Intimate Bondage Reviews

Intimate Bondage - 600x900x300 cover art 

Intimate Bondage by John Flynn

Shades of 50 Shades!  Much more to offer than the erotic.  Instead of sex, sex, and more sex, there is murder and intrigue.  How do you catch a serial killer?  Become a victim.  A psychological thriller.

  • Barbara Collins – Independent Reviews

 

Way Better Than 50 Shades of Grey! Superb Mystery! Excellent Writing!

By janelle wilson

While I was reading the last book in the 50 Shades of Grey trilogy, truly hungering for more, my girlfriend told me about a book her reader’s group had read over the summer and liked far better. It was Intimate Bondage by John Flynn. The name sounded very familiar, and that’s when I recalled John Flynn is the name of the psychologist that Christian Grey sees in 50 Shades of Grey. Coincidence? When I read Dr. Flynn’s biography at the back of Intimate Bondage, I was intrigued to learn that Flynn is also a psychologist. That was all I needed to know!

I started Intimate Bondage right after I finished 50 Shades Freed. Kate Dawson is the central character. She is a police detective in San Francisco who has had her share of bad fortune. Both she and her black partner Frank Miller, who is soon to retire from the SFPD, need a big win, and in their next case, they are plunged right into the “Angel of Death” serial killings. A female serial killer with a fetish for murder is using San Francisco’s BDSM community to stalk her victims. Enter John Monroe, a psychologist who enjoys playing mind games and is an expert at BDSM. Kate meets him and immediately falls under his spell, much like Anastasia falls for Grey. But of course it’s the worst of all possible times for Kate to fall in love. Soon all three are chasing shadows and stumbling over bodies. There are so many twists and turns that you will be reminded of an Alfred Hitchcock thriller. I read the book in a couple of sittings, and I just could not put it down. The romance and intrigue and sex are all there, handled with the skill and professionalism of a real author, not an amateur like James.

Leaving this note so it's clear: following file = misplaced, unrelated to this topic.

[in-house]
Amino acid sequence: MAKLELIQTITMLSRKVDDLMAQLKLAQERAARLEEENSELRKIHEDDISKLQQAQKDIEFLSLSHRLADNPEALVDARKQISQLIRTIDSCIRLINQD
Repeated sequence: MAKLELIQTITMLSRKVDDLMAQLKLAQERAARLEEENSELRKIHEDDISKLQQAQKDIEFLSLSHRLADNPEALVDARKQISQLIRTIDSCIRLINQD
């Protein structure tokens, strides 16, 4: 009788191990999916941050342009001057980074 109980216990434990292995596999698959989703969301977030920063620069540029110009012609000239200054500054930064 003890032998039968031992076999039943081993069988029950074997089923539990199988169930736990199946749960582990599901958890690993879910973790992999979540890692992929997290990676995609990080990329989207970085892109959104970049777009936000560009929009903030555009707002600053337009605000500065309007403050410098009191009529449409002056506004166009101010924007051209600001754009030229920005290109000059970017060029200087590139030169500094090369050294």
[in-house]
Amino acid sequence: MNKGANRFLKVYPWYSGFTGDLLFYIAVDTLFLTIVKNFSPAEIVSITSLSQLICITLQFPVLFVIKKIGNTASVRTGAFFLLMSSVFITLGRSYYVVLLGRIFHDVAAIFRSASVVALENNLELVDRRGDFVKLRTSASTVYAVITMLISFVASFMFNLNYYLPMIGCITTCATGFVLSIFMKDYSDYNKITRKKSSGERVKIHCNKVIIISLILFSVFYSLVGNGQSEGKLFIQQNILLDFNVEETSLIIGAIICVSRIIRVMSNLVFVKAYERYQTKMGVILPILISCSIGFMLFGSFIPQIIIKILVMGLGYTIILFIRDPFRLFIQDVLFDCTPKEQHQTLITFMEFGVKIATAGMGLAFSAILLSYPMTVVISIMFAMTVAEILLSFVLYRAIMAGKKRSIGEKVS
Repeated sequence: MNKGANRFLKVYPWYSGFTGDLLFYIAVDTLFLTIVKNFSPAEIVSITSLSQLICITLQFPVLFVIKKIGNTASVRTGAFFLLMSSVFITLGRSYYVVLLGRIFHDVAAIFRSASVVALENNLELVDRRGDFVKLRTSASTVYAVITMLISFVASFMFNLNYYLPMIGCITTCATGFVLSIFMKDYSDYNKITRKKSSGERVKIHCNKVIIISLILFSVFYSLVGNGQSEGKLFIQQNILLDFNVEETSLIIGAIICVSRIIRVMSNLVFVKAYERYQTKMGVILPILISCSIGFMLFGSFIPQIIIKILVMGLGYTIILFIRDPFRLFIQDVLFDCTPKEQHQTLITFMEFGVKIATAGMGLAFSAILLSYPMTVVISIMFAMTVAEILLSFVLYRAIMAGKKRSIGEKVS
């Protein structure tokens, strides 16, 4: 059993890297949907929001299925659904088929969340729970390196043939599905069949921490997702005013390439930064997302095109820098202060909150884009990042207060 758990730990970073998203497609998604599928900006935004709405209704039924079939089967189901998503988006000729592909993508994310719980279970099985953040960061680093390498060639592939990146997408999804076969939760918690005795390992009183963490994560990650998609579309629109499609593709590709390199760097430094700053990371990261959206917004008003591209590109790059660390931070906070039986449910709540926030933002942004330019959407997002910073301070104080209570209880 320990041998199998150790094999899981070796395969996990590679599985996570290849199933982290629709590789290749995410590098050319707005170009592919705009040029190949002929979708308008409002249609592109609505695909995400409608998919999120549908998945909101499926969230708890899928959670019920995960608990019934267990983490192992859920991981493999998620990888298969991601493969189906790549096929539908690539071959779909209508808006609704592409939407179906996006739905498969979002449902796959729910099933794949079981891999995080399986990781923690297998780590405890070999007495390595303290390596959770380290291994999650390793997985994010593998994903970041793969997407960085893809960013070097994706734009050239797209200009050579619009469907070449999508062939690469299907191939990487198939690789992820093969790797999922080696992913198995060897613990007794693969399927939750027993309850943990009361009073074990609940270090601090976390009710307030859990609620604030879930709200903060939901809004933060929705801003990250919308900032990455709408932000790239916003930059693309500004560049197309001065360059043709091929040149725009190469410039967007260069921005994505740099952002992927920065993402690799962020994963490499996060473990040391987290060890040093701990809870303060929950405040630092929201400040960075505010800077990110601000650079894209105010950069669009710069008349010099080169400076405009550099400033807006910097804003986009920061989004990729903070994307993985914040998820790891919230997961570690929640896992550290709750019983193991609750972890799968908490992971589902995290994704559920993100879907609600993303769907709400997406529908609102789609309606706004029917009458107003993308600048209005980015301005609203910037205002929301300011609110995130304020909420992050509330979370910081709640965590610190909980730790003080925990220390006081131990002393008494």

Intimate Bondage is not a 50 Shades clone! It has excellent characters, including a Looney-Toon neighbor as the book’s comic relief. In fact, I would say the two books are clearly like night and day. I struggled with E.L. James’ writing, which seemed so stilted and amateurish that often I just wanted to put it down. But John Flynn’s writing was crisp, articulate, descriptive. He writes dialogue that sounds like the script for a movie. 50 Shades of Grey has no real plot to it, while Intimate Bondage follows a female detective on the trail of a serial killer into the underground world of BDSM in San Francisco. You’ll be guessing, following the clues, and falling in love until the last page. James writes sex scenes as if they were clinical exercises in bondage and discipline for a coffee table book, while I just loved the romance and sex that flows from Flynn’s story very naturally. I won’t spoil it for you but there is a really hot scene midway through Intimate Bondage that left me really hot and bothered. You’ll know the one.

My girlfriend and her reader’s group were right! Intimate Bondage is way better than 50 Shades of Grey! I noted from the book that there are supposed to be a series of Kate Dawson mysteries, and the next one is titled Intimate Disclosure. I can’t wait for it to come out! I’ll read everything Flynn writes because he has struck the right balance between excellent writing and a superb mystery with truly memorable characters.